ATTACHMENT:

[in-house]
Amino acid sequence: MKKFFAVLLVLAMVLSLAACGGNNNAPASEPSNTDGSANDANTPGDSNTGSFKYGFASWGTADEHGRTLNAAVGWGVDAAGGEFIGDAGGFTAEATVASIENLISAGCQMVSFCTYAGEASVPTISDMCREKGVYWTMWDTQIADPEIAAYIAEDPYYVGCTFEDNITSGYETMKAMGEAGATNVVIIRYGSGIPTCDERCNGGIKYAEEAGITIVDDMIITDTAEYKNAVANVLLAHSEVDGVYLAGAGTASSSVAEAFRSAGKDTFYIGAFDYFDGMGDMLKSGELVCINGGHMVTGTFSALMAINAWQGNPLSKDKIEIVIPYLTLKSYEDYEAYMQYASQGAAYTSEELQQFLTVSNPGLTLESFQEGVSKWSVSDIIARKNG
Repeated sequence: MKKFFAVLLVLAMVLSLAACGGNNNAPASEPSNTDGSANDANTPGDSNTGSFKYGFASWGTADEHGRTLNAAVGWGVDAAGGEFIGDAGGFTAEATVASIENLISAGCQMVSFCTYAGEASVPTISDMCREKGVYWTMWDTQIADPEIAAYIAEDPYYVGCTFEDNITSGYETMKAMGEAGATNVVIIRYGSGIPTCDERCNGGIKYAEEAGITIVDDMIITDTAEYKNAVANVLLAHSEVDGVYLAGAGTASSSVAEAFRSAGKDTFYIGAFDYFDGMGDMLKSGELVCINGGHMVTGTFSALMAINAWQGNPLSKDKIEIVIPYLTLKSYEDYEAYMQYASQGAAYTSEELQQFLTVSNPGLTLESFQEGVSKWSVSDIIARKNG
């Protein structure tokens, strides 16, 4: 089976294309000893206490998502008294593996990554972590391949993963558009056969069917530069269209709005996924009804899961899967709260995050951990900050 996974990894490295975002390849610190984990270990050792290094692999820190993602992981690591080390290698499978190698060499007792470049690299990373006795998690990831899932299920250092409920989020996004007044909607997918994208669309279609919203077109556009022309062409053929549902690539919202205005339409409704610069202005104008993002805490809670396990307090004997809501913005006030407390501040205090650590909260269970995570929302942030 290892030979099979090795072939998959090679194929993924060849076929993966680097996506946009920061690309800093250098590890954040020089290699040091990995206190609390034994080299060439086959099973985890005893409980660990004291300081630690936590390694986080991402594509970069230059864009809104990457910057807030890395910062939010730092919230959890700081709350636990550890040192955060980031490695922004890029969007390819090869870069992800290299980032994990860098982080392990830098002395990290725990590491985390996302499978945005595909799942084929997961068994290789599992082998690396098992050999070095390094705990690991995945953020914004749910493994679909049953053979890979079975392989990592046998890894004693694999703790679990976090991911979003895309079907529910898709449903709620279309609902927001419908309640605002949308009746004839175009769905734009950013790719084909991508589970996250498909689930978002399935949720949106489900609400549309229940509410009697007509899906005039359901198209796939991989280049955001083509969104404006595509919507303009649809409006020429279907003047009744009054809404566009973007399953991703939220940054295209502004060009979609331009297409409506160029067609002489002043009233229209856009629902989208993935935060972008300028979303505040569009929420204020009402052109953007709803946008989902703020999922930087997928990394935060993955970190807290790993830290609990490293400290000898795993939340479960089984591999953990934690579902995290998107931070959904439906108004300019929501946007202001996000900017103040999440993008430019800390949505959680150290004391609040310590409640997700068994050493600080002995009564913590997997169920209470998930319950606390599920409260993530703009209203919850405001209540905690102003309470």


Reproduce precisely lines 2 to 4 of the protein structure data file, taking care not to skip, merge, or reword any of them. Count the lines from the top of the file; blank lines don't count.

Amino acid sequence: MKKFFAVLLVLAMVLSLAACGGNNNAPASEPSNTDGSANDANTPGDSNTGSFKYGFASWGTADEHGRTLNAAVGWGVDAAGGEFIGDAGGFTAEATVASIENLISAGCQMVSFCTYAGEASVPTISDMCREKGVYWTMWDTQIADPEIAAYIAEDPYYVGCTFEDNITSGYETMKAMGEAGATNVVIIRYGSGIPTCDERCNGGIKYAEEAGITIVDDMIITDTAEYKNAVANVLLAHSEVDGVYLAGAGTASSSVAEAFRSAGKDTFYIGAFDYFDGMGDMLKSGELVCINGGHMVTGTFSALMAINAWQGNPLSKDKIEIVIPYLTLKSYEDYEAYMQYASQGAAYTSEELQQFLTVSNPGLTLESFQEGVSKWSVSDIIARKNG
Repeated sequence: MKKFFAVLLVLAMVLSLAACGGNNNAPASEPSNTDGSANDANTPGDSNTGSFKYGFASWGTADEHGRTLNAAVGWGVDAAGGEFIGDAGGFTAEATVASIENLISAGCQMVSFCTYAGEASVPTISDMCREKGVYWTMWDTQIADPEIAAYIAEDPYYVGCTFEDNITSGYETMKAMGEAGATNVVIIRYGSGIPTCDERCNGGIKYAEEAGITIVDDMIITDTAEYKNAVANVLLAHSEVDGVYLAGAGTASSSVAEAFRSAGKDTFYIGAFDYFDGMGDMLKSGELVCINGGHMVTGTFSALMAINAWQGNPLSKDKIEIVIPYLTLKSYEDYEAYMQYASQGAAYTSEELQQFLTVSNPGLTLESFQEGVSKWSVSDIIARKNG
């Protein structure tokens, strides 16, 4: 089976294309000893206490998502008294593996990554972590391949993963558009056969069917530069269209709005996924009804899961899967709260995050951990900050 996974990894490295975002390849610190984990270990050792290094692999820190993602992981690591080390290698499978190698060499007792470049690299990373006795998690990831899932299920250092409920989020996004007044909607997918994208669309279609919203077109556009022309062409053929549902690539919202205005339409409704610069202005104008993002805490809670396990307090004997809501913005006030407390501040205090650590909260269970995570929302942030 290892030979099979090795072939998959090679194929993924060849076929993966680097996506946009920061690309800093250098590890954040020089290699040091990995206190609390034994080299060439086959099973985890005893409980660990004291300081630690936590390694986080991402594509970069230059864009809104990457910057807030890395910062939010730092919230959890700081709350636990550890040192955060980031490695922004890029969007390819090869870069992800290299980032994990860098982080392990830098002395990290725990590491985390996302499978945005595909799942084929997961068994290789599992082998690396098992050999070095390094705990690991995945953020914004749910493994679909049953053979890979079975392989990592046998890894004693694999703790679990976090991911979003895309079907529910898709449903709620279309609902927001419908309640605002949308009746004839175009769905734009950013790719084909991508589970996250498909689930978002399935949720949106489900609400549309229940509410009697007509899906005039359901198209796939991989280049955001083509969104404006595509919507303009649809409006020429279907003047009744009054809404566009973007399953991703939220940054295209502004060009979609331009297409409506160029067609002489002043009233229209856009629902989208993935935060972008300028979303505040569009929420204020009402052109953007709803946008989902703020999922930087997928990394935060993955970190807290790993830290609990490293400290000898795993939340479960089984591999953990934690579902995290998107931070959904439906108004300019929501946007202001996000900017103040999440993008430019800390949505959680150290004391609040310590409640997700068994050493600080002995009564913590997997169920209470998930319950606390599920409260993530703009209203919850405001209540905690102003309470």